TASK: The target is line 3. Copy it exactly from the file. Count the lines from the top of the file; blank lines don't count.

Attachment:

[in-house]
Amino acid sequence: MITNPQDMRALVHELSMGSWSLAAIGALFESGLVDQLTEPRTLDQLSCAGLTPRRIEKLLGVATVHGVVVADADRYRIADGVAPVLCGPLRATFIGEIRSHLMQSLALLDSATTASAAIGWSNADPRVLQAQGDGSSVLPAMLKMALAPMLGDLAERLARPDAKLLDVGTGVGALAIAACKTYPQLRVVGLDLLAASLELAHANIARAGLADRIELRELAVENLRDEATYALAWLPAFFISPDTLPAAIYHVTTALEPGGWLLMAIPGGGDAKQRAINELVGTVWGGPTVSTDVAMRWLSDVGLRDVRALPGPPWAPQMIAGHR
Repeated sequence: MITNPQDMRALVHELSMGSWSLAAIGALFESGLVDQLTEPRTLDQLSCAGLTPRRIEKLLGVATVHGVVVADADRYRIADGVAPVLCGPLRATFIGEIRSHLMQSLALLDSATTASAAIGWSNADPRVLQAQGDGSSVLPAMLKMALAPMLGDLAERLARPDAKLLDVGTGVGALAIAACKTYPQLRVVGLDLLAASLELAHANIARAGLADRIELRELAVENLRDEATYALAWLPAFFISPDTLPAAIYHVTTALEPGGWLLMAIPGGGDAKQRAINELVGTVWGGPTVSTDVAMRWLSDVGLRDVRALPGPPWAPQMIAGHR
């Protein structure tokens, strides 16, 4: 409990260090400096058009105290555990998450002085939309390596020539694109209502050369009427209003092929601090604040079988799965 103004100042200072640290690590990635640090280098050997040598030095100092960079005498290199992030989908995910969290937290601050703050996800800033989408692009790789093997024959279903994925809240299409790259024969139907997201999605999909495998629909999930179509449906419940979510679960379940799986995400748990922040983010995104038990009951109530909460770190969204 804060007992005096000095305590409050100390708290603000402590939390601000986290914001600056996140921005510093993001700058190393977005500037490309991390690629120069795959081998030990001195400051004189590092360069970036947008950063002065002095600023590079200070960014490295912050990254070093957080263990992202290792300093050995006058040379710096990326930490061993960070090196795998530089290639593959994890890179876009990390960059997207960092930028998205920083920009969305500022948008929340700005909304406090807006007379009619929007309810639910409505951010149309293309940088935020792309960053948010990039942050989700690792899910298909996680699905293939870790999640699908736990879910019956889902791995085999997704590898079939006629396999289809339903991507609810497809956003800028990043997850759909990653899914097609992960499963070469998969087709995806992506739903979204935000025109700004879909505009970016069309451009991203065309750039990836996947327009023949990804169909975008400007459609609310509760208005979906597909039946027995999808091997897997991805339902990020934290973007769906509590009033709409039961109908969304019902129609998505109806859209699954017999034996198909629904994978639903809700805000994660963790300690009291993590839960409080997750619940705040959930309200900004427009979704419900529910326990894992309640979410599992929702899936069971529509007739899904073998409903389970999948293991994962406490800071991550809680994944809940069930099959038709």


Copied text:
Repeated sequence: MITNPQDMRALVHELSMGSWSLAAIGALFESGLVDQLTEPRTLDQLSCAGLTPRRIEKLLGVATVHGVVVADADRYRIADGVAPVLCGPLRATFIGEIRSHLMQSLALLDSATTASAAIGWSNADPRVLQAQGDGSSVLPAMLKMALAPMLGDLAERLARPDAKLLDVGTGVGALAIAACKTYPQLRVVGLDLLAASLELAHANIARAGLADRIELRELAVENLRDEATYALAWLPAFFISPDTLPAAIYHVTTALEPGGWLLMAIPGGGDAKQRAINELVGTVWGGPTVSTDVAMRWLSDVGLRDVRALPGPPWAPQMIAGHR